It's all too easy to dismiss Ed Zwick's film as the latest in a long line of African morality tales as seen through white western eyes in the tradition of Hotel Rwanda, Shooting Dogs, The Constant Gardener and The Last KIng of Scotland. The didactic message of such works is obvious - terrible things go on in Africa, for which the rich world is either partly to blame or at best indifferent to. Furthermore celebrities like Madonna, Bob Geldof and Bono get slated by the media for jumping on the African bandwagon while conspicuously flaunting their own wealth. These individuals are certainly guilty of a degree of hypocrisy, but at least they have succeeded in bringing such issues into the global spotlight - ie if they kept their mouths shut the broader public would be ignorant as to what's going on in Africa.
Blood Diamond manages to be both entertaining and informative, despite its implausible plot. Leonardo Di Caprio with a convicning accent slips easily into the role of Danny Archer, a South African diamond smuggler sent to war-torn Sierra Leone by his unscrupulous masters who develops a crisis of conscience over the morality of his actions. Djimon Hounsou as Solomon Vanda, a Sierra Leonean fisherman separated from his family in the mayhem of war who is abducted by the rebel militia and forced to mine for diamonds. Honsou's performance as the desperate father and husband anxious to be reunited with his family is superb, even though his muscular figure seems somewhat unrealistic for an impoverished African.
It is the unlikely pairing of Archer and Vanda in their quest for a hidden diamond which forms the basis of the plot. There is a great deal of violence in the film, which although not unusual in the depiction of a bloody and brutal war is at times unnecessary. There are scenes which descend into unconvincing Rambo-style shoot-outs from which Di Caprio always seemd to emerge unscathed. One highly effective scene however portrays a prolonged gun battle between government troops and rebels in Sierra Leone's capital Freetown. For a full five minutes of non-stop action the audience's ears are bombarded with the sound of gunfire and explosions which is then followed by an eerie calm brilliantly captured by an aerial shot of the city with plumes of smoke rising from the buildings.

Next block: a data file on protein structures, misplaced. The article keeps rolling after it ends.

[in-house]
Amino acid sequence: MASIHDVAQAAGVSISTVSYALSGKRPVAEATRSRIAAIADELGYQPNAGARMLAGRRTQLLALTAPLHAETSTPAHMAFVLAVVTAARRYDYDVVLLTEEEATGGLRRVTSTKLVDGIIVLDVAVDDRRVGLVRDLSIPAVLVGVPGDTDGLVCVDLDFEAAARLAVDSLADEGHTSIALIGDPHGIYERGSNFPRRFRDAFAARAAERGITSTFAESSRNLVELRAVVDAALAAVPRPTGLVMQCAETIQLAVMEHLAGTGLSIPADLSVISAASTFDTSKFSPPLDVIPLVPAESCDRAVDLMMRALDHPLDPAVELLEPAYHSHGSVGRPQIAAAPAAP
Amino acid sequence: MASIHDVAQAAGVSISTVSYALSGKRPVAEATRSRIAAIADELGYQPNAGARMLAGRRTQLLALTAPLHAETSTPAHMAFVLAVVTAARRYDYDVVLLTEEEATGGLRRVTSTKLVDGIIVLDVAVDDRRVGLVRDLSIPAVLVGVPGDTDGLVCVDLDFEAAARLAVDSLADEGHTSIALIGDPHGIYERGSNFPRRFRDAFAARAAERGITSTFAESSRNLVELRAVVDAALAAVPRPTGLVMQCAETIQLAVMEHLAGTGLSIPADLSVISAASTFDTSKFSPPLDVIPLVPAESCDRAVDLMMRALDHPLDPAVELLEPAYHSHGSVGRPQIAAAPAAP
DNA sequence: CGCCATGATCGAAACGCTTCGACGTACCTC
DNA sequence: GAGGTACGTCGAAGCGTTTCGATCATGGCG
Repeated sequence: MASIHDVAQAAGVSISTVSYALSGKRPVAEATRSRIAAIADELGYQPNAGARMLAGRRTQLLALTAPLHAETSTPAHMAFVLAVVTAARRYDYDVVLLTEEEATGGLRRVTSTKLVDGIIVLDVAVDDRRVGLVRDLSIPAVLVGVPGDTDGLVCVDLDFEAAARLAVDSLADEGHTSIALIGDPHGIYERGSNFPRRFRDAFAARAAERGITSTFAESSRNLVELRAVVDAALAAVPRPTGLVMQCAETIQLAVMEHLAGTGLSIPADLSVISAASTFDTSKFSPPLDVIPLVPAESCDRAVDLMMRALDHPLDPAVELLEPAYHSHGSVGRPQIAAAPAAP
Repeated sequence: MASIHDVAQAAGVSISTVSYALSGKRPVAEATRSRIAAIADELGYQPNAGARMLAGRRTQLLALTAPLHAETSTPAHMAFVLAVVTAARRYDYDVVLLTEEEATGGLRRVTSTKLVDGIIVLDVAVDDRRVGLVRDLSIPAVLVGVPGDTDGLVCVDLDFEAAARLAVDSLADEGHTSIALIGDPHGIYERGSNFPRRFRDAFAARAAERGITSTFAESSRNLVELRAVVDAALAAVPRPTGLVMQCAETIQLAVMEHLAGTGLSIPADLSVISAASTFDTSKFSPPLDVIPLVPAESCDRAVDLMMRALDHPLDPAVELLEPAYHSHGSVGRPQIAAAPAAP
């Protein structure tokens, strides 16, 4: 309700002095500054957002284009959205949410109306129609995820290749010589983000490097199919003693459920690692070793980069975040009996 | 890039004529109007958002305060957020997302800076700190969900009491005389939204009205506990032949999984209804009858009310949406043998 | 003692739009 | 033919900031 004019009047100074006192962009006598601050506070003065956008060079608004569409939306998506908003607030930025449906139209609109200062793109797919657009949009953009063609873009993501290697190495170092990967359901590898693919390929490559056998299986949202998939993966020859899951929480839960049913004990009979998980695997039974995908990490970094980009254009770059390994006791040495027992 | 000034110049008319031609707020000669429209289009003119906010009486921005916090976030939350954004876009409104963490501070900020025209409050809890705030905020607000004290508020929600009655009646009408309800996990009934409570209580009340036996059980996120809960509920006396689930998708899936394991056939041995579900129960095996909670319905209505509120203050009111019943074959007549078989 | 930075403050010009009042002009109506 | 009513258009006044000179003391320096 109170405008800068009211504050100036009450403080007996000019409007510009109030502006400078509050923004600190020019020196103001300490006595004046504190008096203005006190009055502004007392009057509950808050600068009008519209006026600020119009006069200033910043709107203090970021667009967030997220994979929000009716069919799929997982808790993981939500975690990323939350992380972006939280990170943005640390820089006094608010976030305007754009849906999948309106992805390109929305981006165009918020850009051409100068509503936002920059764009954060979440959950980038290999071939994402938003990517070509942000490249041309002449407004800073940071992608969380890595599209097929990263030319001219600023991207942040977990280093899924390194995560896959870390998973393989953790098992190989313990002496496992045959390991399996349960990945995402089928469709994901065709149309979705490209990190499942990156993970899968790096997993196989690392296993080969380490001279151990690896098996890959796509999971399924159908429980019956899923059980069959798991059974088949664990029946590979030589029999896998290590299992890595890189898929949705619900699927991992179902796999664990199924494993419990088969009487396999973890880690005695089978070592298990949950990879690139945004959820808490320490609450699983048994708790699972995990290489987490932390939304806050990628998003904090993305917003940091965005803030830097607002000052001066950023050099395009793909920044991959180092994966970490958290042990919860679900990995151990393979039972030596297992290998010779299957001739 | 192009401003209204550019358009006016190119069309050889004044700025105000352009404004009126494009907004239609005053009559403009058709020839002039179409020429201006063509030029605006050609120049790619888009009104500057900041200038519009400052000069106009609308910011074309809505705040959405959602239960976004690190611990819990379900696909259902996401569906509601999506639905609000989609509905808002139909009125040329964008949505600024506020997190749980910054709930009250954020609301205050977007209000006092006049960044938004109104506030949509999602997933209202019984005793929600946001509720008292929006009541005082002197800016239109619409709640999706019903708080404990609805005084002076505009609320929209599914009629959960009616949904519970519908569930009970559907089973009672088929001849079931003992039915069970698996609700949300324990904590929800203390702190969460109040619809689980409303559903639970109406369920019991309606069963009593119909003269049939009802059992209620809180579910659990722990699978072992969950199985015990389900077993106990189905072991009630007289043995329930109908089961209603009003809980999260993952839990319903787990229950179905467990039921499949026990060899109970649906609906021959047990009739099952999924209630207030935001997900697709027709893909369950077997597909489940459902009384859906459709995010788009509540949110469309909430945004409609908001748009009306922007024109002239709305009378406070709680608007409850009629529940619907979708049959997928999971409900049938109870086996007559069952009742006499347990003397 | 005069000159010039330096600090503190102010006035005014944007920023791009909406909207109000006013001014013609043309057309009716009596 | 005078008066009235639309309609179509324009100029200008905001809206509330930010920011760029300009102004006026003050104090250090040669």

Jennifer Conelly as crusading American journalist Maddy Bowen determined to expose the evils of the African diamond trade to the world is the conscience of the film. Her role as the nice middle class white girl out to help the poor Africans and bring the big bad diamond traders to justice rather than "sipping lattes and discussing interest rates", as she put it is a little too sickly sweet however. Despite getting into constant scrapes under the hot African sun and roughing it through the jungle Connelly remains immaculately turned out throughout in neatly pressed clothes free of any stains or rips, with not a single hair out of place, nor a drop of sweat. Minor details such as these detract from the overall realism of the film. Nevertheless the basic message is well put across. It was in the interests of European diamond traders to keep the war in Sierra Leone going so that smugglers could collect the "blood diamonds" from rebel forces and make handsome profits from the jewellery markets of London and Antwerp.
Although the main moral aim of the film is to open the viewer's eyes to the terrible things caused by the trade in coflict diamonds, (a practice which has now been banned by the international community, as we are told in the closing credits), its other theme is the induction of children into the theatre of war. Solomon Vanda's youg son, Dia is kidnapped by rebels who brainwash and turn him along with a number of other boys into a killing machine. There are still several thousand boy soldiers fighting wars across Africa according to the footnotes of the end titles.
Some of the location filming in South Africa, Mozambique and Sierra Leone itself is spectacular, urging the audience to wonder how such terrible things can happen in such a beautiful place. For anyone unfamilar with the subject matter Blood Diamond does a good job of explaining the complexities of what went on in Sierra Leone in the late 1990s and indeed the horrors what still goes on in many other African countries, which despite their abundance of valuable natural resources remain ravaged by poverty and warfare.
Saturday, February 03, 2007
Posted by CW at 6:09 PM